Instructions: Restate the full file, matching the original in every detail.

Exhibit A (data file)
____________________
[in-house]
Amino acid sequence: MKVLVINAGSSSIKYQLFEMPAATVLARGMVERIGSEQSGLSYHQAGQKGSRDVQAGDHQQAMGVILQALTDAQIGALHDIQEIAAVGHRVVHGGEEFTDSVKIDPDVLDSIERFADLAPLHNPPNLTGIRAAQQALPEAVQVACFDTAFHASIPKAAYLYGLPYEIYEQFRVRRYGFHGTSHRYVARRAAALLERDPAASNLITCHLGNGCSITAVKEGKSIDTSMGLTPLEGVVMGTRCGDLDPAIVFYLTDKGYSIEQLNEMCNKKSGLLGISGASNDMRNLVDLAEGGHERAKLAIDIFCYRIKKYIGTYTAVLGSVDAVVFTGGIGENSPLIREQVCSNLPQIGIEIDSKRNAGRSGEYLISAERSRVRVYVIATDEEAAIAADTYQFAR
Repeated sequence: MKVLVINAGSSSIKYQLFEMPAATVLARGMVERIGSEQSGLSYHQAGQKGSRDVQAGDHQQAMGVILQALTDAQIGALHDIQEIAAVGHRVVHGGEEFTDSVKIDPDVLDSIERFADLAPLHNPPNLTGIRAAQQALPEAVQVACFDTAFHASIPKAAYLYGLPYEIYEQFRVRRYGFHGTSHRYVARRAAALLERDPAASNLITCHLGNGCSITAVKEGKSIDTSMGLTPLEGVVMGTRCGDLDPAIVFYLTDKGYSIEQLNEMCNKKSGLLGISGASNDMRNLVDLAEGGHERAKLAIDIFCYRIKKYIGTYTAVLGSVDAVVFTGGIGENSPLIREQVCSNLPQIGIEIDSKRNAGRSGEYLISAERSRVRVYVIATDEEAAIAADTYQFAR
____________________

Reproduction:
[in-house]
Amino acid sequence: MKVLVINAGSSSIKYQLFEMPAATVLARGMVERIGSEQSGLSYHQAGQKGSRDVQAGDHQQAMGVILQALTDAQIGALHDIQEIAAVGHRVVHGGEEFTDSVKIDPDVLDSIERFADLAPLHNPPNLTGIRAAQQALPEAVQVACFDTAFHASIPKAAYLYGLPYEIYEQFRVRRYGFHGTSHRYVARRAAALLERDPAASNLITCHLGNGCSITAVKEGKSIDTSMGLTPLEGVVMGTRCGDLDPAIVFYLTDKGYSIEQLNEMCNKKSGLLGISGASNDMRNLVDLAEGGHERAKLAIDIFCYRIKKYIGTYTAVLGSVDAVVFTGGIGENSPLIREQVCSNLPQIGIEIDSKRNAGRSGEYLISAERSRVRVYVIATDEEAAIAADTYQFAR
Repeated sequence: MKVLVINAGSSSIKYQLFEMPAATVLARGMVERIGSEQSGLSYHQAGQKGSRDVQAGDHQQAMGVILQALTDAQIGALHDIQEIAAVGHRVVHGGEEFTDSVKIDPDVLDSIERFADLAPLHNPPNLTGIRAAQQALPEAVQVACFDTAFHASIPKAAYLYGLPYEIYEQFRVRRYGFHGTSHRYVARRAAALLERDPAASNLITCHLGNGCSITAVKEGKSIDTSMGLTPLEGVVMGTRCGDLDPAIVFYLTDKGYSIEQLNEMCNKKSGLLGISGASNDMRNLVDLAEGGHERAKLAIDIFCYRIKKYIGTYTAVLGSVDAVVFTGGIGENSPLIREQVCSNLPQIGIEIDSKRNAGRSGEYLISAERSRVRVYVIATDEEAAIAADTYQFAR